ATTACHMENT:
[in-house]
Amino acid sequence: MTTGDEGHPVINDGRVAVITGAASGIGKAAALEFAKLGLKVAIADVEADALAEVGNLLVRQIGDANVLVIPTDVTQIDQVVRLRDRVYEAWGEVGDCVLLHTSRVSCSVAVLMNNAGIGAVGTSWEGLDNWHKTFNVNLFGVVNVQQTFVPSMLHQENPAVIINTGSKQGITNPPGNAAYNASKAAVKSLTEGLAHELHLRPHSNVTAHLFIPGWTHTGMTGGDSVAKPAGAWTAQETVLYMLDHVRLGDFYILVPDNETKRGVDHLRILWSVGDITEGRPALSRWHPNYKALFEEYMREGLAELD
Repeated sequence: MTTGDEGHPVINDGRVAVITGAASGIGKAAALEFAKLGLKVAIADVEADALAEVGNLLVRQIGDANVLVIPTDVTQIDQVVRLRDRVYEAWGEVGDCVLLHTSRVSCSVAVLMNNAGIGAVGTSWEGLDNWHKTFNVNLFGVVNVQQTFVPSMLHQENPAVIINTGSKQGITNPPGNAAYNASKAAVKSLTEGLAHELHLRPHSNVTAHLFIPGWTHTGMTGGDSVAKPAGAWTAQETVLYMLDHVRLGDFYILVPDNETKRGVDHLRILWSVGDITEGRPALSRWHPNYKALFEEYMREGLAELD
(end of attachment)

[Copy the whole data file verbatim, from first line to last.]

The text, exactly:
[in-house]
Amino acid sequence: MTTGDEGHPVINDGRVAVITGAASGIGKAAALEFAKLGLKVAIADVEADALAEVGNLLVRQIGDANVLVIPTDVTQIDQVVRLRDRVYEAWGEVGDCVLLHTSRVSCSVAVLMNNAGIGAVGTSWEGLDNWHKTFNVNLFGVVNVQQTFVPSMLHQENPAVIINTGSKQGITNPPGNAAYNASKAAVKSLTEGLAHELHLRPHSNVTAHLFIPGWTHTGMTGGDSVAKPAGAWTAQETVLYMLDHVRLGDFYILVPDNETKRGVDHLRILWSVGDITEGRPALSRWHPNYKALFEEYMREGLAELD
Repeated sequence: MTTGDEGHPVINDGRVAVITGAASGIGKAAALEFAKLGLKVAIADVEADALAEVGNLLVRQIGDANVLVIPTDVTQIDQVVRLRDRVYEAWGEVGDCVLLHTSRVSCSVAVLMNNAGIGAVGTSWEGLDNWHKTFNVNLFGVVNVQQTFVPSMLHQENPAVIINTGSKQGITNPPGNAAYNASKAAVKSLTEGLAHELHLRPHSNVTAHLFIPGWTHTGMTGGDSVAKPAGAWTAQETVLYMLDHVRLGDFYILVPDNETKRGVDHLRILWSVGDITEGRPALSRWHPNYKALFEEYMREGLAELD